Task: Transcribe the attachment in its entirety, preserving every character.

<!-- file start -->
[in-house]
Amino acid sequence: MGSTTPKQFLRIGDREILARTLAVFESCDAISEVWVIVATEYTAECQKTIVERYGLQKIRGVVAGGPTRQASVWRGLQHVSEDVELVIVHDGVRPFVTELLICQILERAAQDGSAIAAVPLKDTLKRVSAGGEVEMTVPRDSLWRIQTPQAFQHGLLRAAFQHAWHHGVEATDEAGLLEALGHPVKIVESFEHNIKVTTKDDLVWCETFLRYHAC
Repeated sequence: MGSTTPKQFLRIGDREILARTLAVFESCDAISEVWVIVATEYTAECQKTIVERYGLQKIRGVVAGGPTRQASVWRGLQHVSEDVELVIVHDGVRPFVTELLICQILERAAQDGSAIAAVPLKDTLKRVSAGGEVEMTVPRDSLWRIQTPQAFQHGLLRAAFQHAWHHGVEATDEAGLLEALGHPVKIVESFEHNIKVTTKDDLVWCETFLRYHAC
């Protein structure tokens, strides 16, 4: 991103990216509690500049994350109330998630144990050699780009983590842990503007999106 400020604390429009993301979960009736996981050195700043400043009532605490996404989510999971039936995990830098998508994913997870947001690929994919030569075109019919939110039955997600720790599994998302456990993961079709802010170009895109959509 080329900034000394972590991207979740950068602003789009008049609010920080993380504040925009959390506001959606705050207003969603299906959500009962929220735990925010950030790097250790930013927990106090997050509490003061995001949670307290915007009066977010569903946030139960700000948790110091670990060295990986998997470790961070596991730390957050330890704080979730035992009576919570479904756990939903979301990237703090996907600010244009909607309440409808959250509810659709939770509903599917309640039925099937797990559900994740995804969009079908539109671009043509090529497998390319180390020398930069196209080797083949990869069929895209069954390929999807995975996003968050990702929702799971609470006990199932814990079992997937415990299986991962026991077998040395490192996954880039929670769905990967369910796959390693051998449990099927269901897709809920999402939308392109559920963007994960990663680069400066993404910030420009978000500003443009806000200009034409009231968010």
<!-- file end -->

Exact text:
[in-house]
Amino acid sequence: MGSTTPKQFLRIGDREILARTLAVFESCDAISEVWVIVATEYTAECQKTIVERYGLQKIRGVVAGGPTRQASVWRGLQHVSEDVELVIVHDGVRPFVTELLICQILERAAQDGSAIAAVPLKDTLKRVSAGGEVEMTVPRDSLWRIQTPQAFQHGLLRAAFQHAWHHGVEATDEAGLLEALGHPVKIVESFEHNIKVTTKDDLVWCETFLRYHAC
Repeated sequence: MGSTTPKQFLRIGDREILARTLAVFESCDAISEVWVIVATEYTAECQKTIVERYGLQKIRGVVAGGPTRQASVWRGLQHVSEDVELVIVHDGVRPFVTELLICQILERAAQDGSAIAAVPLKDTLKRVSAGGEVEMTVPRDSLWRIQTPQAFQHGLLRAAFQHAWHHGVEATDEAGLLEALGHPVKIVESFEHNIKVTTKDDLVWCETFLRYHAC
């Protein structure tokens, strides 16, 4: 991103990216509690500049994350109330998630144990050699780009983590842990503007999106 400020604390429009993301979960009736996981050195700043400043009532605490996404989510999971039936995990830098998508994913997870947001690929994919030569075109019919939110039955997600720790599994998302456990993961079709802010170009895109959509 080329900034000394972590991207979740950068602003789009008049609010920080993380504040925009959390506001959606705050207003969603299906959500009962929220735990925010950030790097250790930013927990106090997050509490003061995001949670307290915007009066977010569903946030139960700000948790110091670990060295990986998997470790961070596991730390957050330890704080979730035992009576919570479904756990939903979301990237703090996907600010244009909607309440409808959250509810659709939770509903599917309640039925099937797990559900994740995804969009079908539109671009043509090529497998390319180390020398930069196209080797083949990869069929895209069954390929999807995975996003968050990702929702799971609470006990199932814990079992997937415990299986991962026991077998040395490192996954880039929670769905990967369910796959390693051998449990099927269901897709809920999402939308392109559920963007994960990663680069400066993404910030420009978000500003443009806000200009034409009231968010």